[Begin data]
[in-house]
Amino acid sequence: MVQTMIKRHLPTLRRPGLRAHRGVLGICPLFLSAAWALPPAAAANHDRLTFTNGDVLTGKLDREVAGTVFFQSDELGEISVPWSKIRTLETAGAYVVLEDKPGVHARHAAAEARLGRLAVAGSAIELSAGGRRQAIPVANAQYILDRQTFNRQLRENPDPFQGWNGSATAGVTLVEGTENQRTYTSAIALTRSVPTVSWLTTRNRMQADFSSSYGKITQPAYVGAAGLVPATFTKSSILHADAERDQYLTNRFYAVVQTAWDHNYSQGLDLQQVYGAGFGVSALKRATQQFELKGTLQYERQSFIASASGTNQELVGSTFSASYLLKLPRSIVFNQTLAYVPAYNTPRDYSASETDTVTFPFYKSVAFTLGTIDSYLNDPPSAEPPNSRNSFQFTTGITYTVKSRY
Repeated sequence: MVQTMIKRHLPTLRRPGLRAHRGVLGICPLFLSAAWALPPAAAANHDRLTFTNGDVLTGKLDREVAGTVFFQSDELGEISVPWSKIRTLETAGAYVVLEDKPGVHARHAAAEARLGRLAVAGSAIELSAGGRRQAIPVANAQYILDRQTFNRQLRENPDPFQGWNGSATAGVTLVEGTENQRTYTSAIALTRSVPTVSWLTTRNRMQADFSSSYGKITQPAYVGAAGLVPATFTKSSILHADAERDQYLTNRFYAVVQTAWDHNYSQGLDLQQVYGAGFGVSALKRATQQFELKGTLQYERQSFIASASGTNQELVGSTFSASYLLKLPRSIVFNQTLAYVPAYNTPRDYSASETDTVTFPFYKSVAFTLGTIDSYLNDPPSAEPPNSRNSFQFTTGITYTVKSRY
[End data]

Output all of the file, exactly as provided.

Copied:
[in-house]
Amino acid sequence: MVQTMIKRHLPTLRRPGLRAHRGVLGICPLFLSAAWALPPAAAANHDRLTFTNGDVLTGKLDREVAGTVFFQSDELGEISVPWSKIRTLETAGAYVVLEDKPGVHARHAAAEARLGRLAVAGSAIELSAGGRRQAIPVANAQYILDRQTFNRQLRENPDPFQGWNGSATAGVTLVEGTENQRTYTSAIALTRSVPTVSWLTTRNRMQADFSSSYGKITQPAYVGAAGLVPATFTKSSILHADAERDQYLTNRFYAVVQTAWDHNYSQGLDLQQVYGAGFGVSALKRATQQFELKGTLQYERQSFIASASGTNQELVGSTFSASYLLKLPRSIVFNQTLAYVPAYNTPRDYSASETDTVTFPFYKSVAFTLGTIDSYLNDPPSAEPPNSRNSFQFTTGITYTVKSRY
Repeated sequence: MVQTMIKRHLPTLRRPGLRAHRGVLGICPLFLSAAWALPPAAAANHDRLTFTNGDVLTGKLDREVAGTVFFQSDELGEISVPWSKIRTLETAGAYVVLEDKPGVHARHAAAEARLGRLAVAGSAIELSAGGRRQAIPVANAQYILDRQTFNRQLRENPDPFQGWNGSATAGVTLVEGTENQRTYTSAIALTRSVPTVSWLTTRNRMQADFSSSYGKITQPAYVGAAGLVPATFTKSSILHADAERDQYLTNRFYAVVQTAWDHNYSQGLDLQQVYGAGFGVSALKRATQQFELKGTLQYERQSFIASASGTNQELVGSTFSASYLLKLPRSIVFNQTLAYVPAYNTPRDYSASETDTVTFPFYKSVAFTLGTIDSYLNDPPSAEPPNSRNSFQFTTGITYTVKSRY